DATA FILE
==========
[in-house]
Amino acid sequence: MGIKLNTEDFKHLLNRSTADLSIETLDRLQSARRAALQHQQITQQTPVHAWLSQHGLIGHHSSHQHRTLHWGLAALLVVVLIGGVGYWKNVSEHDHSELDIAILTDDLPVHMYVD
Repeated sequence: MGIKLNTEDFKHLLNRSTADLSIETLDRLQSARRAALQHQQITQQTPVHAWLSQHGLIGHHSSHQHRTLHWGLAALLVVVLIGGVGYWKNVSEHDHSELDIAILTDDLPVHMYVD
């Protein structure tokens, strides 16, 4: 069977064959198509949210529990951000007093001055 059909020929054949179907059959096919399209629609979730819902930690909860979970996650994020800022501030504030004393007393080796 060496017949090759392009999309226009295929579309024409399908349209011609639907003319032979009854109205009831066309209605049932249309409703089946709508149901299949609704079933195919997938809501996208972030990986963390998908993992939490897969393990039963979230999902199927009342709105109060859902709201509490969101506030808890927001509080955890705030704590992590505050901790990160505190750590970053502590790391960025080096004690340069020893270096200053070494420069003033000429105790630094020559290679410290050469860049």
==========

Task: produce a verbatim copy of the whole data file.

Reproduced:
[in-house]
Amino acid sequence: MGIKLNTEDFKHLLNRSTADLSIETLDRLQSARRAALQHQQITQQTPVHAWLSQHGLIGHHSSHQHRTLHWGLAALLVVVLIGGVGYWKNVSEHDHSELDIAILTDDLPVHMYVD
Repeated sequence: MGIKLNTEDFKHLLNRSTADLSIETLDRLQSARRAALQHQQITQQTPVHAWLSQHGLIGHHSSHQHRTLHWGLAALLVVVLIGGVGYWKNVSEHDHSELDIAILTDDLPVHMYVD
């Protein structure tokens, strides 16, 4: 069977064959198509949210529990951000007093001055 059909020929054949179907059959096919399209629609979730819902930690909860979970996650994020800022501030504030004393007393080796 060496017949090759392009999309226009295929579309024409399908349209011609639907003319032979009854109205009831066309209605049932249309409703089946709508149901299949609704079933195919997938809501996208972030990986963390998908993992939490897969393990039963979230999902199927009342709105109060859902709201509490969101506030808890927001509080955890705030704590992590505050901790990160505190750590970053502590790391960025080096004690340069020893270096200053070494420069003033000429105790630094020559290679410290050469860049």